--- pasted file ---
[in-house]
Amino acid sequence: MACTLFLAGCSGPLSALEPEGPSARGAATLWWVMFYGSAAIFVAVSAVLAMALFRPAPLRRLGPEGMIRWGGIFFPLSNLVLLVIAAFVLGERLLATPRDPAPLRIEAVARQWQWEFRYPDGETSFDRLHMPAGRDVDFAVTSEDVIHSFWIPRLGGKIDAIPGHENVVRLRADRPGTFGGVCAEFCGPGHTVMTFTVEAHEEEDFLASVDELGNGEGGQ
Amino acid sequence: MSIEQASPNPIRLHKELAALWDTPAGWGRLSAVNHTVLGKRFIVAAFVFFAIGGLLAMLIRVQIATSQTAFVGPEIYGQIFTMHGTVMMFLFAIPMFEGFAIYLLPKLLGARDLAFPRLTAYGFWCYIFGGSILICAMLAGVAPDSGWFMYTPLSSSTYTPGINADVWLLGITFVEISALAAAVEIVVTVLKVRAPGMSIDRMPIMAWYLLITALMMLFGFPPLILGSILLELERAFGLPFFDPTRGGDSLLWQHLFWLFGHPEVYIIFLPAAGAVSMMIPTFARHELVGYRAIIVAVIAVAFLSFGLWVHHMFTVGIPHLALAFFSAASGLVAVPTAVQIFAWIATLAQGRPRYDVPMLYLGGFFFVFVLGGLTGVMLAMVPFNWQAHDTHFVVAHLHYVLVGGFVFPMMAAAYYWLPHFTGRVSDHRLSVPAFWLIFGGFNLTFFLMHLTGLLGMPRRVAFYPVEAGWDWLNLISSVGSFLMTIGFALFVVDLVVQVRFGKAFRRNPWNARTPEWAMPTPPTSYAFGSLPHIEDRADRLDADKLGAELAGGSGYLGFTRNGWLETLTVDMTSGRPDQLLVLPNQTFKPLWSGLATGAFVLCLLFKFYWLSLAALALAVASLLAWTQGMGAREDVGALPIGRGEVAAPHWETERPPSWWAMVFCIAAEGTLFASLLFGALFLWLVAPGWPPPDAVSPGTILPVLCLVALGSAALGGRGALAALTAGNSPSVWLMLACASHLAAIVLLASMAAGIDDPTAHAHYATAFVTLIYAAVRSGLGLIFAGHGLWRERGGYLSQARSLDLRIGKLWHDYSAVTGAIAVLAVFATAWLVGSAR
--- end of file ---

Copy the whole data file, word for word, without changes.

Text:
[in-house]
Amino acid sequence: MACTLFLAGCSGPLSALEPEGPSARGAATLWWVMFYGSAAIFVAVSAVLAMALFRPAPLRRLGPEGMIRWGGIFFPLSNLVLLVIAAFVLGERLLATPRDPAPLRIEAVARQWQWEFRYPDGETSFDRLHMPAGRDVDFAVTSEDVIHSFWIPRLGGKIDAIPGHENVVRLRADRPGTFGGVCAEFCGPGHTVMTFTVEAHEEEDFLASVDELGNGEGGQ
Amino acid sequence: MSIEQASPNPIRLHKELAALWDTPAGWGRLSAVNHTVLGKRFIVAAFVFFAIGGLLAMLIRVQIATSQTAFVGPEIYGQIFTMHGTVMMFLFAIPMFEGFAIYLLPKLLGARDLAFPRLTAYGFWCYIFGGSILICAMLAGVAPDSGWFMYTPLSSSTYTPGINADVWLLGITFVEISALAAAVEIVVTVLKVRAPGMSIDRMPIMAWYLLITALMMLFGFPPLILGSILLELERAFGLPFFDPTRGGDSLLWQHLFWLFGHPEVYIIFLPAAGAVSMMIPTFARHELVGYRAIIVAVIAVAFLSFGLWVHHMFTVGIPHLALAFFSAASGLVAVPTAVQIFAWIATLAQGRPRYDVPMLYLGGFFFVFVLGGLTGVMLAMVPFNWQAHDTHFVVAHLHYVLVGGFVFPMMAAAYYWLPHFTGRVSDHRLSVPAFWLIFGGFNLTFFLMHLTGLLGMPRRVAFYPVEAGWDWLNLISSVGSFLMTIGFALFVVDLVVQVRFGKAFRRNPWNARTPEWAMPTPPTSYAFGSLPHIEDRADRLDADKLGAELAGGSGYLGFTRNGWLETLTVDMTSGRPDQLLVLPNQTFKPLWSGLATGAFVLCLLFKFYWLSLAALALAVASLLAWTQGMGAREDVGALPIGRGEVAAPHWETERPPSWWAMVFCIAAEGTLFASLLFGALFLWLVAPGWPPPDAVSPGTILPVLCLVALGSAALGGRGALAALTAGNSPSVWLMLACASHLAAIVLLASMAAGIDDPTAHAHYATAFVTLIYAAVRSGLGLIFAGHGLWRERGGYLSQARSLDLRIGKLWHDYSAVTGAIAVLAVFATAWLVGSAR